S.F. Examiner Apologizes Over Japanese-Americans' Internment

Associated Press

The San Francisco Examiner on Thursday apologized to readers for its support of the internment of Japanese-Americans during World War II.

The paper's apology came almost exactly 50 years after the signing of Executive Order 9066 that sent 120,000 people of Japanese ancestry to internment camps.

"This newspaper, too, along with others, advocated internment," the newspaper said in an editorial promoted on the front page under the headline: "The Examiner apologizes."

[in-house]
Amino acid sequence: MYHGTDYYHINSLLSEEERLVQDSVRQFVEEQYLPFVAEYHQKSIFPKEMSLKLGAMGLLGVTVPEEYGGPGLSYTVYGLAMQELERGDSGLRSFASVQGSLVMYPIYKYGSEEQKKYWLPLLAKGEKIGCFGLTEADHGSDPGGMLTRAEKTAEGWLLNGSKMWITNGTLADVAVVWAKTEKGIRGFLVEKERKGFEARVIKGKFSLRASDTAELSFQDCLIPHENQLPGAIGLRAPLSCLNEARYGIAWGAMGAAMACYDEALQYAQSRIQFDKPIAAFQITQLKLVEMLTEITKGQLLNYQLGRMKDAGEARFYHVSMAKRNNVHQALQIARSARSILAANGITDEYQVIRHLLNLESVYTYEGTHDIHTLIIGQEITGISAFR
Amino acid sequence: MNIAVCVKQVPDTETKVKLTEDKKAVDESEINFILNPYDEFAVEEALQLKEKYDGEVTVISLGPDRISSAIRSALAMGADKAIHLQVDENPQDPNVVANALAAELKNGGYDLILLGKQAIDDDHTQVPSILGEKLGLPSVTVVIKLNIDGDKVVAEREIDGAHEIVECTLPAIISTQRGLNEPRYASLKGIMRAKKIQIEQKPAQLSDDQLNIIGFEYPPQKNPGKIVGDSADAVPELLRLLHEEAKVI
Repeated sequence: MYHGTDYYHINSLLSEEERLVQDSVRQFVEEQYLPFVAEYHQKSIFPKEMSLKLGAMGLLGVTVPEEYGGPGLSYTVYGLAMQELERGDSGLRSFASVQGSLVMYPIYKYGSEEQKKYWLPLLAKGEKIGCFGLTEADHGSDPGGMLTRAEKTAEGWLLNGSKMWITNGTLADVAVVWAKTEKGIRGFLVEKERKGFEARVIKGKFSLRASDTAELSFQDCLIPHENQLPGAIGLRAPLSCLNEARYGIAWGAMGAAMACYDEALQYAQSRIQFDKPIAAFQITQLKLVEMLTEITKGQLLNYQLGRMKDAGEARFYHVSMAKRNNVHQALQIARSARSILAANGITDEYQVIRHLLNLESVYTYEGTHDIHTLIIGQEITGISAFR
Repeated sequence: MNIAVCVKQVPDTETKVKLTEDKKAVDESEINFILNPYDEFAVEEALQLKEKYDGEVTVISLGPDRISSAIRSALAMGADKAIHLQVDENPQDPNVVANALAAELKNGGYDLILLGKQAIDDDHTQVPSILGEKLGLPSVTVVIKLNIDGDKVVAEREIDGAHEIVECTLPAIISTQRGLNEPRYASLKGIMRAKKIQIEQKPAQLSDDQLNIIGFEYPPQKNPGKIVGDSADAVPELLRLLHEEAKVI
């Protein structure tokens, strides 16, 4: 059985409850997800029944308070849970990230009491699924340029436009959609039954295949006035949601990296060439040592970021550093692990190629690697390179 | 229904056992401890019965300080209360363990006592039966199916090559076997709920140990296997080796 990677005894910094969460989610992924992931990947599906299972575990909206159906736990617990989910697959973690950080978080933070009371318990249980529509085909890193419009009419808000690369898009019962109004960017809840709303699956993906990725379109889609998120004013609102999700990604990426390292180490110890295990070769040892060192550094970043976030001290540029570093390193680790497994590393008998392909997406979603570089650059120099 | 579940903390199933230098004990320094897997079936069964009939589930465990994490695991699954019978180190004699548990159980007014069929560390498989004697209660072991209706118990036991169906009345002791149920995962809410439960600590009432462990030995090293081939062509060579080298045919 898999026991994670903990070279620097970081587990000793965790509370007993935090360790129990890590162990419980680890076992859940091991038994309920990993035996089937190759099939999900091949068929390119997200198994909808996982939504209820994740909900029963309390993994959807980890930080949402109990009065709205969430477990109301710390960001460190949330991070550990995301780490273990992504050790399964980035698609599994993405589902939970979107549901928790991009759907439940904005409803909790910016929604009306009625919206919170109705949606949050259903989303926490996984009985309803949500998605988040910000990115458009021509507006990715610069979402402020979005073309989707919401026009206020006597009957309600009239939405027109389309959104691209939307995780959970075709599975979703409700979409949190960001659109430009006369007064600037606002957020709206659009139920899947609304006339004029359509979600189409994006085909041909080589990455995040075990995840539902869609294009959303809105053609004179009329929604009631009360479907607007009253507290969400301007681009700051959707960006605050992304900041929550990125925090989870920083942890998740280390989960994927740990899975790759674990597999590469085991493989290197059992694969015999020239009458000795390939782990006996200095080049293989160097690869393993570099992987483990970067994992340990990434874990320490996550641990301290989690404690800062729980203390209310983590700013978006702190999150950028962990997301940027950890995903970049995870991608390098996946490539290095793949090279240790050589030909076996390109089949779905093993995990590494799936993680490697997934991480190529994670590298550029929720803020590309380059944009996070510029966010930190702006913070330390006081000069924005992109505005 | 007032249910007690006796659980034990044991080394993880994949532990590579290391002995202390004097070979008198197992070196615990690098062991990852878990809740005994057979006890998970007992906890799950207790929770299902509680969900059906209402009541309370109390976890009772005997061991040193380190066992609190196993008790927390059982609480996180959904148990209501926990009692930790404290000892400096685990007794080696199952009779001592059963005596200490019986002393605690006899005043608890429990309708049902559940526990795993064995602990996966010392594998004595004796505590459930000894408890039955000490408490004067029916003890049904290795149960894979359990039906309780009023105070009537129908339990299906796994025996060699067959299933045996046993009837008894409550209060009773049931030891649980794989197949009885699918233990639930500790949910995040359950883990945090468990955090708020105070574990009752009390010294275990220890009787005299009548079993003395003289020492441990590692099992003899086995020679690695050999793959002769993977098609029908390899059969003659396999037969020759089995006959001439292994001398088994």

"Japanese Americans were labeled as potential enemy spies and sent away on a moment's notice to live behind barbed-wire fences like common criminals. Yet no Japanese American was ever charged with treasonous crimes," the newspaper said.

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